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Are Gift Requests Polite?

To most kids, a birthday party means presents. To parents, more often than not, that means presents that their kids don’t necessarily need, or want.

But judging from an informal sampling, Delaware Valley parents are a polite group, reluctant to ask for specific types of birthday presents or post to birthday gift registries that have sprung up online.

“I have a closet full of gifts my girls have gotten for their birthdays, mostly crafts,” says Cherry Hill, NJ mom Mary Jo Reiss. “I like crafts, but there are only so many you can do.” Reiss is quick to add that she wants her daughters to be grateful, no matter the present. “The giver took the time and money to purchase a present and it would be rude not to be grateful,” she says. “I remind them of this before any gift-giving holiday because I would honestly be embarrassed if they were ungrateful.”

“I do appreciate any gifts given to my children,” says Newark, DE mom Jamie Holmes. “With that being said, I do have some guests who give a present just to give a present. These presents are unfortunately sort of wasted because the kids do not play with them, and they end up cluttering our home and taking up space until we end up finding a new home somewhere else for that item.”

So what’s a parent to do? There’s the “charity donation in lieu of gift” option. Pottstown, PA mom Tammy Budd asks the folks who show up for sons Trevor’s and Aiden’s parties to bring a can for the local food pantry.

Another option is to go the “no gift” route — adding a little disclaimer to the invitation. Cyndi Wence of Sewell, NJ says she’s tried that to cut down on the materialistic feel to a kid’s birthday celebration. “But people always bring something anyway,” she says.

It turns out people like sending presents, and moms who’ve been on the receiving end of some pretty awful gifts say they want to make good gift-giving choices.

Registry Options

So why not offer a list of welcome presents? Registries have simplified gift-buying for weddings and baby showers for decades. Thanks to the Internet, these days, parents aren’t even limited to a one-store-fits-all registry.

The free website KidsReg allows parents to set up separate lists for each of their children and input data about an event, such as a party, associated with the list. Wish lists on the site can include an item name and description, preferred colors or sizes and stores where it is available.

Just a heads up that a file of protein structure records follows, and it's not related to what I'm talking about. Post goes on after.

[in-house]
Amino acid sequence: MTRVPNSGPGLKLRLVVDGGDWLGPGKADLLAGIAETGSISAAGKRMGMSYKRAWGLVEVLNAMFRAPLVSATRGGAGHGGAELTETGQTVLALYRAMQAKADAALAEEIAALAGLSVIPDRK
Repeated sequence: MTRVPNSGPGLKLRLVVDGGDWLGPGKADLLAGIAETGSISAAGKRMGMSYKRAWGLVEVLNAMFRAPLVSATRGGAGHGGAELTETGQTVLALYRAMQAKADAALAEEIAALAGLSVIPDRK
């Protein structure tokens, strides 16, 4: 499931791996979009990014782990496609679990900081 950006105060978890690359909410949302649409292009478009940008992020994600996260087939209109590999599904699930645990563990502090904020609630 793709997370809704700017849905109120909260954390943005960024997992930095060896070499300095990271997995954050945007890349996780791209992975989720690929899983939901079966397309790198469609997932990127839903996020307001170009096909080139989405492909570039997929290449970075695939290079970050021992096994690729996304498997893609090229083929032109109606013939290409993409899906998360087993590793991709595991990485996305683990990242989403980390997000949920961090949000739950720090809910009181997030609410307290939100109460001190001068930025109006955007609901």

KidsReg even offers parents a list of ideas based on their child’s age. Lists can be shared via e-mail or by jotting down the child’s registry number in an invitation, keeping a child’s information safe from wanderers on the Web.

Another free online service, TheThingsIWant.com, allows parents to create a private shopping list and a public wish list. For families with children old enough to have access to the site, an option keeps gift recommendations a surprise up until the day of the party so kids won’t know what has been bought or who has been checking their list.

Family bloggers may link their personal sites to the list or add a photo of their child to make it more personal. Parents can limit access to invited guests or make the wish list private so Web surfers can’t accidentally stumble on their child’s info.

Parents can list “wants” from any store. If the store has a website, the list will link buyers to the webpage where they can make a purchase. TheThingsIWant.com also allows the birthday boy or girl to rate items on a scale of 1 to 5, from “must have” to “don’t buy this for me.”

For parents who want to stick with one store to simplify the process, chains such as Target and Toys R Us now offer a wish list that parents can e-mail to friends and family.

The Etiquette of Asking

Of course, all that convenience comes with a price. Etiquette expert Mary Mitchell, who once wrote a kids’ manners column for the Philadelphia Inquirer called Ask Ms. Demeanor, says she feels “Jurassic” in saying it, but she’s not a fan of registries for kids.

“To hear a 5-year-old say ‘I’m registered,’ is just not right,” she says with a sigh. In the corporate world, Mitchell watches people flounder because they’ve been raised to expect everything but never say a simple “thank you.”

That said, Mitchell encourages parents to provide ideas on what to buy — if asked. She says it’s even acceptable to throw together a wish list, enabling your child to give close family members a few ideas to go on when they hit the stores.

Mitchell says the most important “gift” given to your kids is the ability to be gracious. Hand-written thank you notes are a must, even if your child is dictating, and you’re writing them out.

Jeanne Sager is a freelance writer.

 

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